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Archive Report: Allied Forces

Compiled from official National Archive and Service sources, contemporary press reports, personal logbooks, diaries and correspondence, reference books, other sources, and interviews.
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106 Squadron Crest
24.05.1940 106 Squadron Hampden I P1336 Plt Off. Irvine

Operation: Night training

Date: 24th May 1940 (Friday)

Unit: 106 Squadron 5 Group (motto: Pro Libertate - 'For Freedom')

Type: Hampden I

Serial: P1336

Code: ZN:?

Base: RAF Finningley

Location: Coventry and North Warwickshire Cricket Club

Pilot: Plt Off. James Melville Dundas Irvine 39988 RAF Age 21. Killed

Obs: Sgt. John Raymond Collingham 564603 RAF Age 25. Killed

Air/Gnr: AC1. Sydney Ewbank Firth 615843 RAFVR Age 35. Killed


On Friday 24th May 1940, a Handley Page Hampden, P1336, from 106 Squadron RAF Finningley was on a night flight from Abingdon to Finningley. Residents of Binley, Coventry heard the aircraft, with engines misfiring, and saw it approaching from the direction of Bagington.

Flares were being fired from the aircraft and it appeared that the pilot was looking for a suitable landing place. While making a turn at low level, the aircraft hit a barrage balloon cable over a heavily populated area. It was seen to dive steeply, missing nearby houses, and at 23:08 crashed into the grounds of The Coventry and North Warwickshire Cricket Club.

Local witnesses believe that the pilot dived into the ground to avoid the houses. The aircraft exploded on impact and all of those on board were killed.

Soon afterwards it was discovered that one of the crew had attempted to bale out before impact but was at too low a level and had also been killed when he hit the roof of the Bulls Head Public House at Binley.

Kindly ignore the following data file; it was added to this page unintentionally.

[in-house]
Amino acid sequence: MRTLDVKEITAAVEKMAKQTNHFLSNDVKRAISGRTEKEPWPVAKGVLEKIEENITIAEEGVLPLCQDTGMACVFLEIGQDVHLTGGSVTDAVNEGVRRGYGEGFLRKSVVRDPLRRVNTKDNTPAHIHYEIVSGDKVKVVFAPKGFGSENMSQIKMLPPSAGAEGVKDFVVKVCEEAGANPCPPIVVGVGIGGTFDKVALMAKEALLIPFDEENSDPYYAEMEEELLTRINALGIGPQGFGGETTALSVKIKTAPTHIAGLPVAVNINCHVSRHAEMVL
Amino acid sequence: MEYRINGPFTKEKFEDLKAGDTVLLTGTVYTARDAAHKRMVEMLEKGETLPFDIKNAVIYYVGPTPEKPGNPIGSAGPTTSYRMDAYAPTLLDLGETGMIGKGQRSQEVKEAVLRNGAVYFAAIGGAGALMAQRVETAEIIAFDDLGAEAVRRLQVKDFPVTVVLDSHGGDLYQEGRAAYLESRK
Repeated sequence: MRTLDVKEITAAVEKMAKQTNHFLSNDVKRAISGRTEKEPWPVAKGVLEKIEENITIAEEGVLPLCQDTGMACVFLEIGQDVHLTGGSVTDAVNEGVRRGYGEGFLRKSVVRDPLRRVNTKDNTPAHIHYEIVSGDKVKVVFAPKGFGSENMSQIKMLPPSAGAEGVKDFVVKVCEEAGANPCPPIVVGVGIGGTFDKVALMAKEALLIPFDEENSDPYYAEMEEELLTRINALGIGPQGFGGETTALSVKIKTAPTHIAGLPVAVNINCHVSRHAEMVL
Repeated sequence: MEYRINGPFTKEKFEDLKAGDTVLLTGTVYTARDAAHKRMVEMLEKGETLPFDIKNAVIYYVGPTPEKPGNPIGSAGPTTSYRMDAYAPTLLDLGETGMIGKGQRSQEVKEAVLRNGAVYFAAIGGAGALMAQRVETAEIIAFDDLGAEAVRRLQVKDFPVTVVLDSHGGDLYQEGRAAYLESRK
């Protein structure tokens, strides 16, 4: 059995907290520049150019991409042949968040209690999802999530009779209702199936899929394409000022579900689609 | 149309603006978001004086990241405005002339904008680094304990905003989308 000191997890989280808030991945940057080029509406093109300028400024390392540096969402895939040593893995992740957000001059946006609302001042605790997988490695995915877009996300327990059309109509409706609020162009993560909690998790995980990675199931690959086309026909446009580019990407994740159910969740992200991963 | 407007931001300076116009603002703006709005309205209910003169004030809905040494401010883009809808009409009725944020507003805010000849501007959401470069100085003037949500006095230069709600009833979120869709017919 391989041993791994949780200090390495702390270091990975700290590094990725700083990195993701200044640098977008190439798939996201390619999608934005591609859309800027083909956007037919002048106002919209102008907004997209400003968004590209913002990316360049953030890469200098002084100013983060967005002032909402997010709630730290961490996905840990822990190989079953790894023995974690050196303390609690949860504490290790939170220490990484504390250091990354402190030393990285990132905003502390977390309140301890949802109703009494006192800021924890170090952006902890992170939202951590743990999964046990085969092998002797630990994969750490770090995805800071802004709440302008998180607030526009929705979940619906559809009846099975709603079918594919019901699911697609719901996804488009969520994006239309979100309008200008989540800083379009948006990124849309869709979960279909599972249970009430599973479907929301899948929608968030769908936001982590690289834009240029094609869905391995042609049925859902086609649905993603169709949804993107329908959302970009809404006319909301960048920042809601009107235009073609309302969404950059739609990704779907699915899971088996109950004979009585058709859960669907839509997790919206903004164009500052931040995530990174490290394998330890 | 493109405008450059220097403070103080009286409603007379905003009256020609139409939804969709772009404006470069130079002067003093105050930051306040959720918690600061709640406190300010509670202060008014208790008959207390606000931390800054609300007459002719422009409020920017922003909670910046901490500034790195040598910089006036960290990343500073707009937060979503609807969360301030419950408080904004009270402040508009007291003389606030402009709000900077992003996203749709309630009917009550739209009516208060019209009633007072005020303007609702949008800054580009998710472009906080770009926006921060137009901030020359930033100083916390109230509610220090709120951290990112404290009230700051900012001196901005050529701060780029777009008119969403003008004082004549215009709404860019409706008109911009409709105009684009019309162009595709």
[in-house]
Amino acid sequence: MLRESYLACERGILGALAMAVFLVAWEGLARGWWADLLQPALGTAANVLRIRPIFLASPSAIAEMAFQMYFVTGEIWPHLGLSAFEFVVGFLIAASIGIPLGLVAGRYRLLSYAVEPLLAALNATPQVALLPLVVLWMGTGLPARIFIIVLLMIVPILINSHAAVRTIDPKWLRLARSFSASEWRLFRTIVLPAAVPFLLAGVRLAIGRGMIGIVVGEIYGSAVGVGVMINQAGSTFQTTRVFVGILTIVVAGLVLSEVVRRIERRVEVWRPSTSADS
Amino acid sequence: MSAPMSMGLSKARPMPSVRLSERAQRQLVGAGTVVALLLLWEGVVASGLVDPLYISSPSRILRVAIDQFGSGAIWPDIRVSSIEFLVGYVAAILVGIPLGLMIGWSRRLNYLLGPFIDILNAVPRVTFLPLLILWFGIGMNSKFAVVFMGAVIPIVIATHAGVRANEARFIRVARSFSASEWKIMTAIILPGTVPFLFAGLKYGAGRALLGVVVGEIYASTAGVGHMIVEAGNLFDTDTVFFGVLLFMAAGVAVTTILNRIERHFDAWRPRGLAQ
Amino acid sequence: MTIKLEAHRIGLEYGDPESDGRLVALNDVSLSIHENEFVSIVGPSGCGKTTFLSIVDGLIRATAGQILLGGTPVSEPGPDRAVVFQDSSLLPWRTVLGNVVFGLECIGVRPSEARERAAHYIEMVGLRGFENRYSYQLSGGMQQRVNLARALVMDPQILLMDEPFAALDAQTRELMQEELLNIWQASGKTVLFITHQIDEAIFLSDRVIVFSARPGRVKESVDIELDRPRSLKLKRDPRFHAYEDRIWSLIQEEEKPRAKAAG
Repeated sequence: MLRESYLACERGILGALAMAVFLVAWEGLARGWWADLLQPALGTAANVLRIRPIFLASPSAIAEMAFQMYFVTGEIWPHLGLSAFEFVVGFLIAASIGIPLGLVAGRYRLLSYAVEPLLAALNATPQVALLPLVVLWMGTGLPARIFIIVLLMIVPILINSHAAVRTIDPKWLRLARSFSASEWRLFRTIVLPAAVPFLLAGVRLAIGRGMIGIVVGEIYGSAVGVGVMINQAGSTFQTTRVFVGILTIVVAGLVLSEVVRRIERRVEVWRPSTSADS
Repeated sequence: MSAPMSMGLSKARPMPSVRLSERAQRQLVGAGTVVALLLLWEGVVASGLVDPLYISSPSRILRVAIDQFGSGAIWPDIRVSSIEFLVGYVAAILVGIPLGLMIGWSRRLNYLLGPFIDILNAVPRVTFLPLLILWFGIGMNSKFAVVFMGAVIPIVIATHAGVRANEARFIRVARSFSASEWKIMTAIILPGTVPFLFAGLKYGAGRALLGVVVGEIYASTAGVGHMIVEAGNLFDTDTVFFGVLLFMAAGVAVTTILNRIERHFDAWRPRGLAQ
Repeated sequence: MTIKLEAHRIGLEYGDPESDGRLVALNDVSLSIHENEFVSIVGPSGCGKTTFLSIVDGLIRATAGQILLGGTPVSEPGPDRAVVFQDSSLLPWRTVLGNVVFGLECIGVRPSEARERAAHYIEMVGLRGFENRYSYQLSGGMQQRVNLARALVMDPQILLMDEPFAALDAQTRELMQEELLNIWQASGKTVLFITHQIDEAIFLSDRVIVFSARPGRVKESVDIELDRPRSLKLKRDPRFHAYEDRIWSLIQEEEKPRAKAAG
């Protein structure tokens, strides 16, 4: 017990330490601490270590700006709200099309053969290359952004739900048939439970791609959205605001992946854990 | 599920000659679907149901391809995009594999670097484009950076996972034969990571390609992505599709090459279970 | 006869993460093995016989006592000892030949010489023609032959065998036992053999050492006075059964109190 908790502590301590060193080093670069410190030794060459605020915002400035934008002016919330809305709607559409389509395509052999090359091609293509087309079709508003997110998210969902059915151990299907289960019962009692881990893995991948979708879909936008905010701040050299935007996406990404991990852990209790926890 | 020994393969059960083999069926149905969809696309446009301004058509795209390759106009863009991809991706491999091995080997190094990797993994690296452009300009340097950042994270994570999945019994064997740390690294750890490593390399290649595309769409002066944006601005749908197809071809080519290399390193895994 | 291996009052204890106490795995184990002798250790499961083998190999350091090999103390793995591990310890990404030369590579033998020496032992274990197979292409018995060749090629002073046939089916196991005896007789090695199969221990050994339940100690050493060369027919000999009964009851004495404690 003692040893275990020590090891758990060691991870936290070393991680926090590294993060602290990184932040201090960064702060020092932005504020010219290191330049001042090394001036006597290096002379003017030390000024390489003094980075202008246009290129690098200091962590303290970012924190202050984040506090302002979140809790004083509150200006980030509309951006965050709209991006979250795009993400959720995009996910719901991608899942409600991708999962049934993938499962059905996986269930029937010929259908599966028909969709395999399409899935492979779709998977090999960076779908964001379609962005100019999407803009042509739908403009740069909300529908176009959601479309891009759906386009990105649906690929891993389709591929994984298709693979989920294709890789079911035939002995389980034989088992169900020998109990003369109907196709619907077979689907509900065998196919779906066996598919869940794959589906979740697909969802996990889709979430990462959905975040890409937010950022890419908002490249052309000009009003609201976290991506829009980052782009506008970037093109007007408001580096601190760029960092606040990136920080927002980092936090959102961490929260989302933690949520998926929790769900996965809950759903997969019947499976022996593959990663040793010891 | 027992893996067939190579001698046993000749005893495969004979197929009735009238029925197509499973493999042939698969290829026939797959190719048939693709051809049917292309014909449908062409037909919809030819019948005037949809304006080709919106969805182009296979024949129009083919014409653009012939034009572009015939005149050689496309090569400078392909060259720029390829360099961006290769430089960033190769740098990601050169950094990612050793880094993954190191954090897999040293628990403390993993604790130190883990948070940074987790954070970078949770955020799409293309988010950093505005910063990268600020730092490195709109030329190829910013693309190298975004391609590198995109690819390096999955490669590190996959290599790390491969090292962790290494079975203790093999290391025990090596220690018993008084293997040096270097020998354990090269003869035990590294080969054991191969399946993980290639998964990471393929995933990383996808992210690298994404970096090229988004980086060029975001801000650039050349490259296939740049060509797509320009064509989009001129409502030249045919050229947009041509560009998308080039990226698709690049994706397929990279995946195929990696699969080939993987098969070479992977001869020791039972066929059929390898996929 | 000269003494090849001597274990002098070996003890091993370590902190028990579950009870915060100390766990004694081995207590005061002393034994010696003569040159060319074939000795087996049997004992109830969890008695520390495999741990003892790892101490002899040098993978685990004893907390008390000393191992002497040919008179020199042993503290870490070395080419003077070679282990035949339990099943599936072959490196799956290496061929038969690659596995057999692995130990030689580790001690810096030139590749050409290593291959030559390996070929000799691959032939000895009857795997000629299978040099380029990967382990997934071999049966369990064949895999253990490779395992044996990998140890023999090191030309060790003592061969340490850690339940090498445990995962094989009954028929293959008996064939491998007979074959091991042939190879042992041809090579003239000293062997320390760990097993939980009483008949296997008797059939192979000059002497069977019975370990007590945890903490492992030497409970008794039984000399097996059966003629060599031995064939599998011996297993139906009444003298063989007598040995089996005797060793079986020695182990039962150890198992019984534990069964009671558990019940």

Eye witness account - received 27th July 2019:

"I am 83 years old and my brother Patrick has just died at the age of 85. We both clearly remembered the day when this RAF Handley Page Hampden crashed in 1940.
We heard the plane's engines roaring terribly loud as it skimmed over our roof. We lived at no.10 Harefield Road which is only 250 metres north of the Coventry and North Warwickshire cricket ground where the plane crashed.
I was four years old at the time and my brother was six.

We were in the kitchen together with our mother. Her hair stood on end because it was such a loud noise coming over us at low level and without warning. She was cooking lunch so the incident certainly happened around midday.
Fifty years later I happened to meet an old man from Coventry who was standing at Gosford Green at the time and witnessed the plane coming down. He told me he saw it strike one of the mooring cables of a barrage balloon.
We are deeply grateful to those three young men who stayed with their aircraft till they were sure it would not crash on us - we were right on its flight path ass it came in to crash on the cricked field.

May God reward them for their great sacrifice.
"No greater love than to sacrifice one's life for one's friend" ..... and yet, they didn't even know us!"
Anthony Cussen

The following is a personal account of the crash kindly provided by Geoff Wilson from his yet to be published autobiography.

"At eight minutes past eleven on the evening of Friday 24th May 1940. I was fast asleep when I was suddenly awakened by a very loud thump on my bedroom window. Looking out I could see a red glow in the sky to the north. Naturally there were the sounds of an immediate burst of activity from my parents downstairs. Few people had telephones at that time so my father, who was the local head air raid warden, went to the Air Raid Precautions (ARP) post to use the telephone installed there, to enquire what was happening. I heard him return shortly and tell mother that an aircraft had crashed at the far end of Siddeley Avenue.